Marrying Your Taxes

Many Newlyweds have no idea how taxes may change after they tie the knot. When a couple of people become, well, a couple, it’s important to make some adjustments so that more of your money stays where it belongs: with the two of you.

The first thing to consider is how to file. In most circumstances, you should select the ‘filing jointly’ check box, but not always. If one of you has a substantial amount of uninsured medical or miscellaneous expenses that may draw a larger deduction, file separately. This will also result in one spouse not liable for the other’s outstanding financial obligations.

If you used to file by paper, you should really consider moving to the computer age with electronic filing. Getting your refund can be directly deposited into your account in almost half the time as paper filing. Also, sending in the old time hard documents means somebody on the other end has to key the information into the system anyway. Who do you trust to get it accurate?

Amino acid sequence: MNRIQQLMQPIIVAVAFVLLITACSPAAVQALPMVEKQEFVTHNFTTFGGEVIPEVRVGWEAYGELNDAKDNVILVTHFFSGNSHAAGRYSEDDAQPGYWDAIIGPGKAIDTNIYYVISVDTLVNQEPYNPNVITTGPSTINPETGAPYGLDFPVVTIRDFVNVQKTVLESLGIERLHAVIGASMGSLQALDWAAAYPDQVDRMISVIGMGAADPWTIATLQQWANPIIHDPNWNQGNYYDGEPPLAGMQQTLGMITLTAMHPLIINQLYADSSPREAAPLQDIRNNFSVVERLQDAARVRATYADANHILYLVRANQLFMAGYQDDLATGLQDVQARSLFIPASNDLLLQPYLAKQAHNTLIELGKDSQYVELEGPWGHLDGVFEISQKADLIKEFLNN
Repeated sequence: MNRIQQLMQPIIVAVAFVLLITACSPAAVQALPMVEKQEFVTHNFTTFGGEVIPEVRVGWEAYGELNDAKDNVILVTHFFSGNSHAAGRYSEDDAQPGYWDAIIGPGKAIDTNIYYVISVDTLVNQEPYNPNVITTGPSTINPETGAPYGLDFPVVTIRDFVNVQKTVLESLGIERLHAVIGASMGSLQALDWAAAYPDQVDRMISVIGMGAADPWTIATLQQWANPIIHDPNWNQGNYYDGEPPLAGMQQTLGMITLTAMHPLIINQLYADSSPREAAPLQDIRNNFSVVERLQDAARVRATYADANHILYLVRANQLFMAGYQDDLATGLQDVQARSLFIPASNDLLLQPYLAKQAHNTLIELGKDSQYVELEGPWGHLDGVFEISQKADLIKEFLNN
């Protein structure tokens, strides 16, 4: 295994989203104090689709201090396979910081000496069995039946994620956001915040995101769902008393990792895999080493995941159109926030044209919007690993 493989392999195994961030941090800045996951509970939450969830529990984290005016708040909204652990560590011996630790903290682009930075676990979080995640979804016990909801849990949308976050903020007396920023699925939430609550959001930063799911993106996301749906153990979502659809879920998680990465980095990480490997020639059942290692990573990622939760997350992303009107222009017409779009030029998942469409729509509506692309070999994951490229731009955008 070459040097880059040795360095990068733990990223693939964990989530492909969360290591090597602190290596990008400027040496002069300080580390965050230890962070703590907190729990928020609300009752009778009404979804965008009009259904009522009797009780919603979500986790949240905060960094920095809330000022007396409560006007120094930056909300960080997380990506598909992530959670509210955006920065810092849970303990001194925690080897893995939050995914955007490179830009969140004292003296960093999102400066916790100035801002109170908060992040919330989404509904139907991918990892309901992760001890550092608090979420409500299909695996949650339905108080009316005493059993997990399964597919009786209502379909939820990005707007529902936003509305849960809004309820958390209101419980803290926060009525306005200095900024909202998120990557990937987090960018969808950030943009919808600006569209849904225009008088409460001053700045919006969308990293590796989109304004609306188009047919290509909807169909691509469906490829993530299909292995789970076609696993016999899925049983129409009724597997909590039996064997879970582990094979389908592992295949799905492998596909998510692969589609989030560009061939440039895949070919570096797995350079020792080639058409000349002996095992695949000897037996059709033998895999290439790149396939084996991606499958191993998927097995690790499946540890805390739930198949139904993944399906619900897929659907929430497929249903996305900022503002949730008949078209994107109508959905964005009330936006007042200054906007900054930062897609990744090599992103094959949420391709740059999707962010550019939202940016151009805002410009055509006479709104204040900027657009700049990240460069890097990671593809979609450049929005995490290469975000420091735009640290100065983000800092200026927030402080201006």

When it comes to deductions, there are two ways to go: standard or itemized. Many newlyweds have always taken the standard deduction before citing their nuptial vows and this may be a new experience for you if you’ve never had to consider which is best. Simply because you never had much to itemize doesn’t mean your significant other won’t. But remember, if you choose to file separately and one of you chooses to itemize, the other must do so as well.

Save a copy of your tax returns in an accessible format forever. While supporting documents can generally be tossed after the statute of limitations for being audited expires (three years), you’ll need to refer to your old returns now and then in the future.

Source: The Nest